Greece has been experiencing a long-lasting socioeconomic crisis with substantial consequences for the mental health of the population. The main purpose of the Citizens against Depression project (2014–2016) was to train mental health service users in organising self-help groups for depression. The overall aim of the project was to set the basis for reducing depression through mutual support and empowerment of service users. This article describes the multiple aspects of the programme and the evaluation of the training actions.
Key words: self-help groups; depression; user training; low-cost intervention
Since 2008, Greece has been facing rises in unemployment and poverty rates, substantial income loss and social instability. Τhe percentage of people who claim that their medical needs are not being met has reached 11% among those with lower incomes . In 2015, the rate of unemployment reached 25.7%; the rates among people aged between 15 and 24 years old was 52%. The mental health system in Greece, according to the latest ex-post evaluation for the Ministry of Health, can be described as fragmented, inefficient and uncoordinated . As for the use of services, only 32% among those who presented a common mental disorder during the preceding year turned to a specialist .
The crisis has had a major impact on the prevalence of affective disorders: one-month prevalence of major depression rose from 3.3% in 2008 to 12.3% in 2013 . EPAPSY, the Hellenic Association for Mood Disorders – “Mazi” and the Salten Psychiatric Center (Norway) implemented a project in the context of the EEA Grants NGO Programme “We are all Citizens”. The project aimed to create a low-cost, community intervention based on psychoeducation groups and on self-help groups for coping with depression. The specific psychoeducation group protocol was selected on the basis of its documented low-cost efficacy in mild and moderate depression [5,6]. The emphasis on self-help on the other hand was based on the increasing evidence for the efficacy of self-help groups on mental health [7, 8, 9].
The project was implemented in five selected areas in Attica, as well as in six Cycladic islands. It involved a series of different steps and actions:
1. Mental health experts created two original training manuals for self-help group facilitators (professionals and mental healthcare users). The manuals cover the following issues: the concepts of empowerment and recovery; definitions, basic characteristics, and effectiveness of self-help groups; the role, skills and attributes of a self-help group facilitator; depression; suicide and suicidality; coping with stigma [10, 11].
2. Mental health professionals as well as mental health service users trained mental health professionals in how to teach others to run self-help groups for depression. The mental health professionals selected to be trained were all psychologists, and already collaborators to EPAPSY structures in Athens and the Cyclades. Therefore they were already familiar with the needs and specific characteristics of the local population, increasing the possible impact of the project.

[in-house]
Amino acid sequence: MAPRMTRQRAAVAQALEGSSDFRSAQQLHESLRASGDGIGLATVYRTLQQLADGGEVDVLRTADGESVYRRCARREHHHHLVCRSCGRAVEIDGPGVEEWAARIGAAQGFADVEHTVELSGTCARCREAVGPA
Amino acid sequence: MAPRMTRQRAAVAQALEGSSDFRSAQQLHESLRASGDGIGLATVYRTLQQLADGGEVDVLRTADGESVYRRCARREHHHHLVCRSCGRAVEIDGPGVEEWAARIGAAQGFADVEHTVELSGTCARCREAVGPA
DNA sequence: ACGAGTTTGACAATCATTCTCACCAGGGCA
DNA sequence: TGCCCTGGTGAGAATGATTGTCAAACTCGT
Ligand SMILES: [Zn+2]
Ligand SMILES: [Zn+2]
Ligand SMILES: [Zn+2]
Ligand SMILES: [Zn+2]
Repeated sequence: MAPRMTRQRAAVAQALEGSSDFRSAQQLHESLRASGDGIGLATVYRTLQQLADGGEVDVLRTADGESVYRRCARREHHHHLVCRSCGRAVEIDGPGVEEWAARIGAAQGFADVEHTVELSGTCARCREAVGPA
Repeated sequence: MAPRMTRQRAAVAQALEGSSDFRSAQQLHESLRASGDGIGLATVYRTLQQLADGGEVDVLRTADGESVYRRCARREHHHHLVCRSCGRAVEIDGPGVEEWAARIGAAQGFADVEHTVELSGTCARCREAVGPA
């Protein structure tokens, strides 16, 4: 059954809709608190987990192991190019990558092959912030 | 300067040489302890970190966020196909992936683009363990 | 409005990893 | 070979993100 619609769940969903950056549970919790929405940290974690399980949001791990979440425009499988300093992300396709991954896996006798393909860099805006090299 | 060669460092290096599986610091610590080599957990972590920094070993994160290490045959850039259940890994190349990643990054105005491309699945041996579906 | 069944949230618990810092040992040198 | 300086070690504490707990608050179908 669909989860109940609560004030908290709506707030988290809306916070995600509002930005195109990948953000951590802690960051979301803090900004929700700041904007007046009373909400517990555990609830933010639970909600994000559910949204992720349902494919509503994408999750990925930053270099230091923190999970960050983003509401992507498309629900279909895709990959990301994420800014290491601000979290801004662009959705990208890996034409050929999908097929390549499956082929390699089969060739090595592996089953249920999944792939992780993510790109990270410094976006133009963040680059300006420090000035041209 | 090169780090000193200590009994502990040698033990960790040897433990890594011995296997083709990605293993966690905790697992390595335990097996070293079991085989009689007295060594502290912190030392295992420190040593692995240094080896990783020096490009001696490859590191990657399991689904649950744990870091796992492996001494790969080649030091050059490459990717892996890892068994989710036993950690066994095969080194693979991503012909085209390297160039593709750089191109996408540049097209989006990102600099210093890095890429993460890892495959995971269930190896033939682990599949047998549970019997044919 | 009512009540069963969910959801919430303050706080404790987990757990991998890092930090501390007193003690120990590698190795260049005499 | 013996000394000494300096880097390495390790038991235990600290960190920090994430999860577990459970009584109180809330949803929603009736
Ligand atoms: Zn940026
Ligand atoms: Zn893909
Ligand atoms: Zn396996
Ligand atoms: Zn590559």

3. Cognitive Behaviour Therapy (CBT) specialists trained mental health professionals on implementing psychoeducation groups for depression, using Lewinsohn’s “Coping with depression course – CWDC”, translated and adapted to the Greek context. [12, 13].
4. The trained mental health professionals trained people with personal experience of depression to be self-help group facilitators (18 hours training). Specifically, people who had been diagnosed with or experienced (without a formal diagnosis) depression and related problems, and who responded to an open invitation through the organised public informative events, were selected through a telephone conversation, on the basis of their motivation and availability to organise self-help groups.
5. The professionals also ran psychoeducation groups (12 sessions). The evaluation of the groups was part of the structured protocol of the intervention.
6. Training material and general mental health information was also provided online, with free access to the public.
7. Evaluation of the training actions 2 and 4. The evaluation strategies were developed by experts from Maison Blanche Hospital (Paris, France).
Thirty-eight mental health professionals were trained as psychoeducation group facilitators and as self-help group facilitator trainers. Overall, 140 mental health users were trained as self-help group facilitators. Ten psychoeducation groups took place with 120 participants in total. Five new self-help groups had already started meetings before the end of the programme. Apart from these results, it is important to notice that there was an impressive networking of 35 local stakeholders. Furthermore, 13 public informative events concerning depression and self-help groups took place (estimated overall attendance: 1450 persons).